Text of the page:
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Are You Suffering from Job Burnout?

Whether it's due to the lingering recession, job insecurity, increased workload or other factors entirely, job burnout is on the rise around the world, according to the World Economic Forum.

Job burnout isn't simply being bored or disenchanted with your work. Rather, it's the result of prolonged work stress and is characterized by exhaustion, cynicism, a lower sense of accomplishment and severely reduced productivity. Burnout can also lead to increases in stress hormones, heart disease, and mental health issues like depression. Studies on the condition have found that there are generally three types of burnout: frenetic, under-challenged, and worn-out.

In the latest study published in the journal BMC Psychiatry, researchers from the University of Zaragoza in Spain identify the factors can contribute to each type of burnout and suggest possible "cures."

Frenetic burnout

  • You work increasingly harder to the point of exhaustion and border on being a workaholic.
  • The more hours you work, the more at risk you are of burnout.
  • You are extremely involved and ambitious, and overload yourself to fulfill the demands of your job.
  • You feel guilt about the idea of not achieving your ambitious goals and are often driven by this guilt.
  • The Fix: Work on understanding the cause of your excessive ambition and your guilt, while reducing your personal involvement in work to satisfy personal needs.
Under-challenged burnout
  • You have little to motivate you at work, and have to cope with monotonous and unstimulating conditions.
  • This type of burnout is more common in men than women and in fields like administration and service personnel.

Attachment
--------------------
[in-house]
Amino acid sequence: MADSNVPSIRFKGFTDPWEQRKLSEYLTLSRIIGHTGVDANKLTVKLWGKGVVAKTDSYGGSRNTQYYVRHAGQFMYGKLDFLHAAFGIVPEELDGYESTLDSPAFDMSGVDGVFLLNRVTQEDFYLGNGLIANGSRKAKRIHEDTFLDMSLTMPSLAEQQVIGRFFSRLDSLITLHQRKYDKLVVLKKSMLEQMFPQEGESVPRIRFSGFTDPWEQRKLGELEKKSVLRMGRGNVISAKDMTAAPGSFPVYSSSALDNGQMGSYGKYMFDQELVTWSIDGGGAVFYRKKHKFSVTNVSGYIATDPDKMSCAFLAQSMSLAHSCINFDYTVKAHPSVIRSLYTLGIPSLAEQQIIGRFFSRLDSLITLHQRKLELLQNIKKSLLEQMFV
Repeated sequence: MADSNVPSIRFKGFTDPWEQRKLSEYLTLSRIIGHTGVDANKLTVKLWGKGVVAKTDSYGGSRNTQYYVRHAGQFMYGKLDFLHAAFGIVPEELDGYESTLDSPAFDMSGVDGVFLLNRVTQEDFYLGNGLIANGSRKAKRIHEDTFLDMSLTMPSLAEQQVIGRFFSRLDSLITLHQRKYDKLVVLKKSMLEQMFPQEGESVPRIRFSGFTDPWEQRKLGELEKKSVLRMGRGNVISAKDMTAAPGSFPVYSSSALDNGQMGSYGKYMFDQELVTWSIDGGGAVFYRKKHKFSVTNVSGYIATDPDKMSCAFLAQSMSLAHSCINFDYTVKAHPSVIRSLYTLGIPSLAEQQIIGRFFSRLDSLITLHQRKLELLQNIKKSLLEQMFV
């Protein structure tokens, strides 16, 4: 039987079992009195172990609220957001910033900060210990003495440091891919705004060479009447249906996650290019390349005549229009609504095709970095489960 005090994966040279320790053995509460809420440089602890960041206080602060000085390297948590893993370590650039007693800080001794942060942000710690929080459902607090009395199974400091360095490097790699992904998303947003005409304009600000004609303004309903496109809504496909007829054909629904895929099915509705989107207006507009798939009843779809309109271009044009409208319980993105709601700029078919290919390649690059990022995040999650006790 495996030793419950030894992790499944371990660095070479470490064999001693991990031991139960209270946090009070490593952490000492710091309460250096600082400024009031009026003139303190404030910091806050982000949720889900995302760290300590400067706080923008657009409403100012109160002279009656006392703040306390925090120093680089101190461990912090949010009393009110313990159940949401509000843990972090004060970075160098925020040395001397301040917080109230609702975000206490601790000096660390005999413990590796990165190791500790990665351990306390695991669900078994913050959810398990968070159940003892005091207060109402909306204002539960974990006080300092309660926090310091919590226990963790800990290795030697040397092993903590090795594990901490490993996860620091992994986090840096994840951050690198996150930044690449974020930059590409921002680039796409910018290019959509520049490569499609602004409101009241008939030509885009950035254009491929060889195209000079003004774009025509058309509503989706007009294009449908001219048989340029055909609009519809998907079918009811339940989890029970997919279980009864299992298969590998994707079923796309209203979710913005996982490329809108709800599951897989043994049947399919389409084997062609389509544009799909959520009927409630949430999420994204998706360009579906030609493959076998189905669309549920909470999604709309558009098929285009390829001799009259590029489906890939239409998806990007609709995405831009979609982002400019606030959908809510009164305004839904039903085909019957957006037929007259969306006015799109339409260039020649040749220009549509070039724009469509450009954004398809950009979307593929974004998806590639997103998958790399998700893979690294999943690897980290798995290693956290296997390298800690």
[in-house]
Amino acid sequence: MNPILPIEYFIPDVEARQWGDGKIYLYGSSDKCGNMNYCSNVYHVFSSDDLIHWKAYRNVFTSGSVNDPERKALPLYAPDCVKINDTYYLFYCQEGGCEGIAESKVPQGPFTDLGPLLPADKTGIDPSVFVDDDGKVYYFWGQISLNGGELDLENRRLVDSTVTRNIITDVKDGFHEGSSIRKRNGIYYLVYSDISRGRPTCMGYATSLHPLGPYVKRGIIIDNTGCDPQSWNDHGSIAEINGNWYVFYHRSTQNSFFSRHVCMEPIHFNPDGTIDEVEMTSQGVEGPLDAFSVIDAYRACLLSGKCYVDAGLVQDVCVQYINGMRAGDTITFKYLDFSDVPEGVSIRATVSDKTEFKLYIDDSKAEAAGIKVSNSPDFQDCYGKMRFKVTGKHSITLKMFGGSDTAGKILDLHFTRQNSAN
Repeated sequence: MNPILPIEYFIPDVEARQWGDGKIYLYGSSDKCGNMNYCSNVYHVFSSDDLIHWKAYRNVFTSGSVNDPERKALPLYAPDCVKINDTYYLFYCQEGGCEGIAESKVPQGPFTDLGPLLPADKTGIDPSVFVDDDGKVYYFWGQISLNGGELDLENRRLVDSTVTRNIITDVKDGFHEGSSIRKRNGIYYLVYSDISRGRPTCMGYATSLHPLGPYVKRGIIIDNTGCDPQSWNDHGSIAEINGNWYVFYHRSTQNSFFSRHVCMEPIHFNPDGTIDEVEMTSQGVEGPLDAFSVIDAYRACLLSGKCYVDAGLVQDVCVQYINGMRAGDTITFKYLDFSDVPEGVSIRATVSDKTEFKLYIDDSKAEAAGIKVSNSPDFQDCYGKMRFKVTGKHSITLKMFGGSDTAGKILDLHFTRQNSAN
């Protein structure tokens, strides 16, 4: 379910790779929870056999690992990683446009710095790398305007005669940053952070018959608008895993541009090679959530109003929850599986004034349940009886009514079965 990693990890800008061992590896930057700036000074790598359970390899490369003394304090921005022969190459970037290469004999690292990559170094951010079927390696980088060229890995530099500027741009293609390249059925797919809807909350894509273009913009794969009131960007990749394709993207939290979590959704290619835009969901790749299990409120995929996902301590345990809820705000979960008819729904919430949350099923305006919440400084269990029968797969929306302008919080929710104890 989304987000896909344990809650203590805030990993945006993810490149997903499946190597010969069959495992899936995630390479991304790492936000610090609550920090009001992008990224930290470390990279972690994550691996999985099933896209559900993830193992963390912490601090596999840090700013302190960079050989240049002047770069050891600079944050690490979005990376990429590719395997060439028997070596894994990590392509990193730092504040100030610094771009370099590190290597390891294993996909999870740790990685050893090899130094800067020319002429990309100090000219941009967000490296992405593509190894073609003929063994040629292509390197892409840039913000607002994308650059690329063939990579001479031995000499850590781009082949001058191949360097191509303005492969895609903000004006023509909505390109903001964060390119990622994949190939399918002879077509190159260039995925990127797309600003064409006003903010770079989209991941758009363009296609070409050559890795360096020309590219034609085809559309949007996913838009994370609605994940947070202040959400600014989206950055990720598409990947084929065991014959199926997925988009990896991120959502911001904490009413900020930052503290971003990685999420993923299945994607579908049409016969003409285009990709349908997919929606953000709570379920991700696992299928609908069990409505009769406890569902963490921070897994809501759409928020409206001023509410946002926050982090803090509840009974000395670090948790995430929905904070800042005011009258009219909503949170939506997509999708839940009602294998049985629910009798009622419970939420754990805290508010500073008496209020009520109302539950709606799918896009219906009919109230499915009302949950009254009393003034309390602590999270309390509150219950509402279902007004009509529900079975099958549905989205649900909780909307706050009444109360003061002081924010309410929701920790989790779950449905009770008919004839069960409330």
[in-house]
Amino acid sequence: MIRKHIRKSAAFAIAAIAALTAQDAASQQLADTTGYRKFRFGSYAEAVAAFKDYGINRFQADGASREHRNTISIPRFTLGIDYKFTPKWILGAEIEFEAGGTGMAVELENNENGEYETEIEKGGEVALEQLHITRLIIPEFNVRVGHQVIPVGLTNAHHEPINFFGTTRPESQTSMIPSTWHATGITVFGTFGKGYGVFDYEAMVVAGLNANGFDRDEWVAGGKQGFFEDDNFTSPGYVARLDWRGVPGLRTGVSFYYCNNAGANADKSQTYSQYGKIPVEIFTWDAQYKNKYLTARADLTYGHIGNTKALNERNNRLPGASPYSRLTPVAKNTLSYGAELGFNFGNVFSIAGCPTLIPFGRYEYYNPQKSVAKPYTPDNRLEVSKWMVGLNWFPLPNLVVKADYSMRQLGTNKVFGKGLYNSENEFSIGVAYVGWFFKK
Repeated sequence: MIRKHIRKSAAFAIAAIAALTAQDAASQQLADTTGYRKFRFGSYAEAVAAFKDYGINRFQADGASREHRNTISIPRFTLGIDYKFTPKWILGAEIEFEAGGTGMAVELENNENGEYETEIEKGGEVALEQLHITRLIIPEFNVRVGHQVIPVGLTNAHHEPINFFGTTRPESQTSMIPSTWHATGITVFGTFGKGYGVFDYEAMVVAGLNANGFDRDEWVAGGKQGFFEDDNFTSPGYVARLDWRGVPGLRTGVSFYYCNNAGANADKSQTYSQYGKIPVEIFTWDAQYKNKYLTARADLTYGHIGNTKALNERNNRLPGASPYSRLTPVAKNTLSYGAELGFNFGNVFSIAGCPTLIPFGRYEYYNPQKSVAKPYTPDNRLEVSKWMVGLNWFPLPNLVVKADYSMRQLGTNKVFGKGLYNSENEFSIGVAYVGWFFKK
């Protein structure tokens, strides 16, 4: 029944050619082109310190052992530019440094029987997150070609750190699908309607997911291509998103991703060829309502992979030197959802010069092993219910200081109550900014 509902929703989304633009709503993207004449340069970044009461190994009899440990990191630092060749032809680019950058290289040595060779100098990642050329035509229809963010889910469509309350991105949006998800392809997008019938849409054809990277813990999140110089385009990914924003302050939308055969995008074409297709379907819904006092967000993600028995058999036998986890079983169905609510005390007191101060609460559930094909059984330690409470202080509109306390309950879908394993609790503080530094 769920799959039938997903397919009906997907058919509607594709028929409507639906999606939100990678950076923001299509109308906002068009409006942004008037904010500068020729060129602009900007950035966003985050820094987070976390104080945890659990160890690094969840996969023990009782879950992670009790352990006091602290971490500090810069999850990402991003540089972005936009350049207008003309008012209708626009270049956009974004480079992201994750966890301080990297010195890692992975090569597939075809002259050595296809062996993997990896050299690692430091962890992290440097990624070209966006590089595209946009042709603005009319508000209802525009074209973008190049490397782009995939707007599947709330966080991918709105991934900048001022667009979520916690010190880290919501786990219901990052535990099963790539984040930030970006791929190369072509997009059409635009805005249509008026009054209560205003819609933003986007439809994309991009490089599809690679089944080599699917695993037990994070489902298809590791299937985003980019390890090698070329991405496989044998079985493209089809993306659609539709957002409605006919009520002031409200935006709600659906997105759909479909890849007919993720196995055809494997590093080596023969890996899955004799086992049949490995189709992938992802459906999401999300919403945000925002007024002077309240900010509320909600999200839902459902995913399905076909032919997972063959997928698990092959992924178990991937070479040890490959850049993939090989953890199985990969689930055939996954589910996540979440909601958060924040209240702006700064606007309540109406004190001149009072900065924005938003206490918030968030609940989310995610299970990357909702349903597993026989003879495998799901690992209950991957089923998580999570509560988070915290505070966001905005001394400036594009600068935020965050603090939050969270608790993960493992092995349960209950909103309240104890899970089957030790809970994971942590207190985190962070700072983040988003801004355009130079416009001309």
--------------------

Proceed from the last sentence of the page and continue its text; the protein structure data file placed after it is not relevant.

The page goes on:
• You feel indifferent and bored and don't experience any personal development in your job.
  • You feel cynical, because you've lost interest in their work.
  • The fix: Understand the disenchantment caused by feeling trapped in a job that bores you. Look for ways to renew your interest in your personal development at work.
Worn-out burnout
  • You have been in the same organization for many years--the more you're there, the greater your risk, but being in one place more than four years can trigger it.
  • You give up when faced with stress or lack of gratification.
  • You don't have any control over the results of your work and no recognition, which leads you to neglect your responsibilities.
  • You have a somewhat passive coping style and may become less productive, which can lead to feelings of guilt.
  • This type of burnout can be buffered if you have a college degree, a stable relationship and children.
  • The Fix: Work through your feelings of despair and your passive coping style, and seek out a social support network at work to help you become more motivated.
Have you ever experienced burnout? What caused it?
Laurie Tarkan is an award-winning health journalist who writes for the New York Times, national magazines and websites. Follow her on twitter. Photo courtesy of Flickr user William Brawley